7. design rules


(a) Why are there few effective HCI standards?

(b) How do "golden rules" and heuristics help interface designers take account of cognitive psychology? Illustrate your answer with examples.

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(a) Because standards require solid and agreed upon underlying theory and, being a relatively new discipline, HCI is lacking this theory. Most HCI standards relate to more ergonomic issues (layout design, etc.) where the theory is more clearly established. However, most of the challenges to interaction involve much higher level cognitive demands of the interface, and here we do not have empirical results on cognition and interaction that would result in prescriptive standards. Our theories are improving, but we are a long way from being able to speak with the authority of standards.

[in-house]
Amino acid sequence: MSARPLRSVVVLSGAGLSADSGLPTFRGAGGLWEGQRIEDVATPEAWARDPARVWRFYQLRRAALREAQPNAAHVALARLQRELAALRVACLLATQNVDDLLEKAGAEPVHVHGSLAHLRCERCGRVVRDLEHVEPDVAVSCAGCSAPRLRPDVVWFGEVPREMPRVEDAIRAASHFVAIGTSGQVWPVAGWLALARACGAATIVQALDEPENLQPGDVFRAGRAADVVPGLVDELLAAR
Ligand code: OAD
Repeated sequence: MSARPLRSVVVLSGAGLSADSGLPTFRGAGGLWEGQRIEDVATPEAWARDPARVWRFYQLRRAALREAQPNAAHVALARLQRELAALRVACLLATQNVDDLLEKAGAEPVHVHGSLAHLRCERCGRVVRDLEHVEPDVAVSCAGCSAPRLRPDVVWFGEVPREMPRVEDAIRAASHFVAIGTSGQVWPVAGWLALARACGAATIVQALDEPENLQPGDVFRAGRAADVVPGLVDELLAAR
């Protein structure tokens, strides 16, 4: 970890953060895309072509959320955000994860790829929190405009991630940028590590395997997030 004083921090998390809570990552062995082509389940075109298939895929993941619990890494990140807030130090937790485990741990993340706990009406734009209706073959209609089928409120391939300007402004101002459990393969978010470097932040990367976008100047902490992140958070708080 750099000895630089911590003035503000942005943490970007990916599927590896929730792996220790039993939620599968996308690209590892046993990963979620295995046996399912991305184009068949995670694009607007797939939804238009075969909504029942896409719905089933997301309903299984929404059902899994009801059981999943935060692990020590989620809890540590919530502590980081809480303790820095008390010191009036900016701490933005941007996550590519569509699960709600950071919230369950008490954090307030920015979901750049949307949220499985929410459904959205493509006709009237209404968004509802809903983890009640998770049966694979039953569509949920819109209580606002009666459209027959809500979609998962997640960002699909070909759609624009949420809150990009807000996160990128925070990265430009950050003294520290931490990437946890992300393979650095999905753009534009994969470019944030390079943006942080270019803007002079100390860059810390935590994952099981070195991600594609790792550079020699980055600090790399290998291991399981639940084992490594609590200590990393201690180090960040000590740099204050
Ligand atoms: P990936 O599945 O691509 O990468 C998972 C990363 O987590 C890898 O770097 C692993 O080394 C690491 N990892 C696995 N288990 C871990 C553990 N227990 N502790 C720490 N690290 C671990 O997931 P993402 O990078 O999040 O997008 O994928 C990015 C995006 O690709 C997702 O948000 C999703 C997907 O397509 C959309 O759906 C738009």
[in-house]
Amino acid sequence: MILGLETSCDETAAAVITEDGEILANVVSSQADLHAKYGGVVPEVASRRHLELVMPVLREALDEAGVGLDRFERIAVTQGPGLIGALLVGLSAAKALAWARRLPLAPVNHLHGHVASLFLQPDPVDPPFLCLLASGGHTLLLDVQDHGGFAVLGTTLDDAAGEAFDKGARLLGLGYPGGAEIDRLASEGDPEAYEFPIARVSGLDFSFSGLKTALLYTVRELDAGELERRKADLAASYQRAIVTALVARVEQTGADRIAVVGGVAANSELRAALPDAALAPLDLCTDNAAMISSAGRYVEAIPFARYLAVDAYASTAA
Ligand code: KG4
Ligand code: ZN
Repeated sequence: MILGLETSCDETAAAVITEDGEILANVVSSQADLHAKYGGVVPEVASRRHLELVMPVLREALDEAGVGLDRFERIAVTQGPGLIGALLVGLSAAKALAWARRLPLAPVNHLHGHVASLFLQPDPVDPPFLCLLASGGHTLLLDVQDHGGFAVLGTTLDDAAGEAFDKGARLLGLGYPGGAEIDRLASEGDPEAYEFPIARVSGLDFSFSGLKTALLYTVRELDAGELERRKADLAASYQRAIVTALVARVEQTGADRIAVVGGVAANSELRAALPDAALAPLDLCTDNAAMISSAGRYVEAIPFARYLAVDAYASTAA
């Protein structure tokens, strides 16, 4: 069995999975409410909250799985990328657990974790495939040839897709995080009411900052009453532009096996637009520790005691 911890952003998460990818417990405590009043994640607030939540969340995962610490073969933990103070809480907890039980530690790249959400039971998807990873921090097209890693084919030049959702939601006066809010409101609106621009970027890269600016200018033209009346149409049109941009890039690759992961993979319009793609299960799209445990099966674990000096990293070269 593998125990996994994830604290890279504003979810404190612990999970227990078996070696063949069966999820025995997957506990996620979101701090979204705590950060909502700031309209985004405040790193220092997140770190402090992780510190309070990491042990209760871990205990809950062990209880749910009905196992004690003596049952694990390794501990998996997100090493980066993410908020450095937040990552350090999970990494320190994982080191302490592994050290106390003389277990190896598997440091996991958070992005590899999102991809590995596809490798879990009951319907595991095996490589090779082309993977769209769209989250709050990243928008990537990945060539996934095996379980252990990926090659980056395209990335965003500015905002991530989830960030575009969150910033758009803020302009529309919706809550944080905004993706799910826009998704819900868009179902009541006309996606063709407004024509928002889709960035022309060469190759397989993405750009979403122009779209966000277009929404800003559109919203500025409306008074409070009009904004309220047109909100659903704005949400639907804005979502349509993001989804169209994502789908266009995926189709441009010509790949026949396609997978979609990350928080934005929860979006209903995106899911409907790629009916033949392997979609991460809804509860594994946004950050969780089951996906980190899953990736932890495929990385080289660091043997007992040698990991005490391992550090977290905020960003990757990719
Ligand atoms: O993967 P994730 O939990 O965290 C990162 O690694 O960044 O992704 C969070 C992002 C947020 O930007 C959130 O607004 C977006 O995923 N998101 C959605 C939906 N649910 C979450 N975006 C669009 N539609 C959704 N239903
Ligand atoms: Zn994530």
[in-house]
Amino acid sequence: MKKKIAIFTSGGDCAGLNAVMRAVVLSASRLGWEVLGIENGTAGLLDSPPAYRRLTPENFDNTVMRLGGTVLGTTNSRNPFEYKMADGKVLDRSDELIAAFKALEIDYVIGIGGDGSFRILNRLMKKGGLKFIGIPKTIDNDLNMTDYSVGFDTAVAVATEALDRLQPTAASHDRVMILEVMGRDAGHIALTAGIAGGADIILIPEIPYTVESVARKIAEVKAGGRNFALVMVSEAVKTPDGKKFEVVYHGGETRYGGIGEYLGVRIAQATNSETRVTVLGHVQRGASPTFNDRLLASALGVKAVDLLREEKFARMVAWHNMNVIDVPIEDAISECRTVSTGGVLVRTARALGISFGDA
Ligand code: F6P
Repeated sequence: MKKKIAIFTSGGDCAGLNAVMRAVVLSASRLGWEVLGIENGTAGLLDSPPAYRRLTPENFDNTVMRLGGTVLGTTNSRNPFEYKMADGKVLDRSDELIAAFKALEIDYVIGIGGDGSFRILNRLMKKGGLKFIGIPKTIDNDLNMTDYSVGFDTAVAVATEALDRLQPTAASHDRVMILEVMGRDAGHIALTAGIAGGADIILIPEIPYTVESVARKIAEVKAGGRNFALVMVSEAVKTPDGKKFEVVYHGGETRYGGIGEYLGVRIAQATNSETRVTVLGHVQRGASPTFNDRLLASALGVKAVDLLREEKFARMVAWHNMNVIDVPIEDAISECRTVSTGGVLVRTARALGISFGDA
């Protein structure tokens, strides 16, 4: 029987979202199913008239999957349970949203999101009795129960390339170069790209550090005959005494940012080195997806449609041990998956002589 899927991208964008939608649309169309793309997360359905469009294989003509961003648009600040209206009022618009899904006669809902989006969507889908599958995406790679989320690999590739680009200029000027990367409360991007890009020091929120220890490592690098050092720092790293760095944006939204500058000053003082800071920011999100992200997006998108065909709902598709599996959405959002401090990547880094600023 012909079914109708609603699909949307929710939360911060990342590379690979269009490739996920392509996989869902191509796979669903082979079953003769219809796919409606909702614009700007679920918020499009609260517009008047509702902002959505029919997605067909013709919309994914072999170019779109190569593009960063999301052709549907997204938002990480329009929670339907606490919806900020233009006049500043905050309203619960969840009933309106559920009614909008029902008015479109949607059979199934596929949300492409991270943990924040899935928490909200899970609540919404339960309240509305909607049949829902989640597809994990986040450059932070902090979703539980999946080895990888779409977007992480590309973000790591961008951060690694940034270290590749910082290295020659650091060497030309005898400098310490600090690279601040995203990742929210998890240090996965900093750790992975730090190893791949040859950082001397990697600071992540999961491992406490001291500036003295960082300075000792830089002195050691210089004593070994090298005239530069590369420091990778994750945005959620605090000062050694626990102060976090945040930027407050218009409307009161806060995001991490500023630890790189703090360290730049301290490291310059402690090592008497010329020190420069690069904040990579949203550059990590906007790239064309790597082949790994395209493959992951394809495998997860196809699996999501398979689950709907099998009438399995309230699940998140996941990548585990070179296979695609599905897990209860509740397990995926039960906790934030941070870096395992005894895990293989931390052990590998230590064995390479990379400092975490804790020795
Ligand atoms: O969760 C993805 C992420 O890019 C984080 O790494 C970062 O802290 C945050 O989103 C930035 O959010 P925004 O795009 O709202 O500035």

(b) Golden rules and heuristics encapsulate psychological theory in design-oriented rules so that designers can apply them directly to design situations. It is necessary to be familiar with the underlying theory so that they are applied within comparable contexts but good guidelines indicate this to enable designers to select them appropriately. A simple example would be the guideline 'group related items together in menu structures', which is based upon the theory of recall being aided by the cue of categorisation. Another good example is use of visible modes so that a user will more likely be able to predict the interpretation of a given action at any time.

Other exercises in this chapter

ex.7.1 (ans), ex.7.2 (ans), ex.7.3 (open), ex.7.4 (ans), ex.7.5 (ans), ex.7.6 (ans), ex.7.7 (tut), ex.7.8 (tut), ex.7.9 (open), ex.7.10 (tut), ex.7.11 (tut), ex.7.12 (tut), ex.7.13 (tut)

all exercises for this chapter